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Iron

DC Universe Classics
by yo go re

It may not be the use of words expressing something than their literal intention, but this review is irony.

Professor Will Magnus invented the responsometer - a microcomputer capable of imbuing pure elements with a semblance of life, intelligence and emotion. Implanting samples of gold, iron, lead, tin and mercury with their own responsometers, Magnus watched the metals take on humanoid shape and personalities. Iron quickly emerged as the backbone of the team. In all the challenges the Metal Men take on, Iron's super-strength and ability to withstand tremendous punishment put him on the front line of action.

Sometimes the responsometer imbues pure elements with life - other times (specifically, in the '90s) the robots were blanks, and had the personalities of random humans who had been killed in an accident in Doc Magnus's lab. Thankfully, that's been removed from history, proving that for as stupid as Superboy punching time may have been as an idea/excuse, it did have some good benefits.

Iron is the team's strongman, and so uses the basic "large" body. Presumably. It's hard to tell under his fancy little sundress, a soft rubber piece floating over the torso. He does get new forearms and shins, as evidenced by the rivets around the upper edges of his gloves and boots, but you can bank on seeing those again with the rest of the Metal Men. Well, most of the rest of them. It seems unlikely, but he feet are new, as well: no one else has had that pitted texture on their shoes.

Presumably the idea behind the smock was that it would allow Mattel to duplicate the classic look without having to sculpt a whole new body (mission accomplished) or sacrifice any of the usual articulation (mission failed). The chest joint still exists behind there, but don't expect to be using it any time soon - it only moves a little bit, and the drape wants to push it back to where it was. The front has a riveted V with the shield and spear of Mars inset. Yes, that's also the symbol for "male" - Mars is associated with war, and therefore both those who go to war (men) and the tools with which they do it (weapons, which were made of iron). Thus the symbol.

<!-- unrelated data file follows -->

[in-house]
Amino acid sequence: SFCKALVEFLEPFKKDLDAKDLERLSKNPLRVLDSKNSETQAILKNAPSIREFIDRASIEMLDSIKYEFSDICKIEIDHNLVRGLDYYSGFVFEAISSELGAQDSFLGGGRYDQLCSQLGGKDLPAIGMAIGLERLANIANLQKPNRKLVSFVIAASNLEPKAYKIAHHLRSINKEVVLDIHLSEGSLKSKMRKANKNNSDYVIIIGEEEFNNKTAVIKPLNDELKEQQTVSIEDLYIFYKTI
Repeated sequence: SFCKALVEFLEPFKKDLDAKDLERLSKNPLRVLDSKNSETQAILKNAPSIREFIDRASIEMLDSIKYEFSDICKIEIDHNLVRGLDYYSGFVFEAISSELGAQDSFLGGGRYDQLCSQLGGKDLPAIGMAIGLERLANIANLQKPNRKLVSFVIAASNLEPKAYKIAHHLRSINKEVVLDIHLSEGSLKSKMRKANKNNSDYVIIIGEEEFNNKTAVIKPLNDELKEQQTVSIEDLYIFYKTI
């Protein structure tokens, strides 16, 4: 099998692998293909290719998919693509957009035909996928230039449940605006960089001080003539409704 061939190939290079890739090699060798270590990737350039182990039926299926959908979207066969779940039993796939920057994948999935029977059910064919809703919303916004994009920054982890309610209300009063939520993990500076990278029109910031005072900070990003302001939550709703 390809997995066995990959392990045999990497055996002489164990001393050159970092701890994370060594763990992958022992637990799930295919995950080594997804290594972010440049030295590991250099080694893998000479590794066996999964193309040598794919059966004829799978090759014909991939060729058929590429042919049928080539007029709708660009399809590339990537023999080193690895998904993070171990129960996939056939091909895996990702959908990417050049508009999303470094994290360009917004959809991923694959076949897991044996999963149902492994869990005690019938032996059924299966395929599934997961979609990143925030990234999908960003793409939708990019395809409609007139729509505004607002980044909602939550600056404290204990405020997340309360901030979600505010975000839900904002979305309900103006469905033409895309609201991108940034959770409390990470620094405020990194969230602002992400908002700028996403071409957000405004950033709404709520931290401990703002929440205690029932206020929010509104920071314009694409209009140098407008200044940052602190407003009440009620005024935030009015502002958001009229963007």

Iron is painted a metallic blue, as he's usually shown in the comics. It seems he was intended to be dark grey, but like Hulk, had to be changed because coloring technology of the time couldn't cut it. It's also an unintentional reference to the color Prussian blue, which is made with ferric ions. He has a very large jaw and prominent features, with a slightly devilish smile on his robotic lips.

It was announced, fairly early on, that each of the Metal Men would come with some real metal pieces. The rumor mill swiftly spun this into "the figures are really made of metal!" but that's not true. Iron himself is plastic, just like you'd expect; his accessories, however, are a blend of plastic and the promised metal. He has two slip-on hands, much like Metamorpho, to show his shape-shifting powers. The right hand is a heavy ball and chain, and the left is a (functioning) pipe wrench. No, seriously: turn the dial, and the adjustable jaw actually moves, and will stay at whatever size you set it. The bits that fit over Iron's fists are plastic, but the remainder of the accessories are metal.

For such a manly element, Iron sure is a feminine toy! He's wearing a dress, and his BAF piece is wearing a go-go boot! Yes, this set includes Darkseid's left leg, and while we're sure the assembled figure will look awesome, it's a bit hard to be intimidated by a spaceman wearing thigh-highs.

The set also includes a DC 75th Anniversary collector pin, the year-long gimmick Mattel is foisting on us. If they really wanted to make them collectable, they'd have numbered them, so you knew which ones you were missing. If it's good enough for baseball cards, it's good enough for cheap chips of plastic! This one takes its art from All-Star Comics #43, which does feature metal men, but not the Metal Men.

Credit where credit's due: Mattel may have a lot of problems, but they're pretty good about using the DC Universe line to build "teams" - they're already 60% of the way through the Doom Patrol, and Iron is just the first Metal Man to be released. By comparison, we got Sasquatch from ToyBiz, Guardian from Hasbro, and never anyone else on the Alpha Flight team. Iron is a prime example of what fans have come to expect from Mattel: a figure that's decent, but not great, and has at least one annoying flaw. But hey, at least his neck balljoint works the way it's supposed to.

-- 07/01/10


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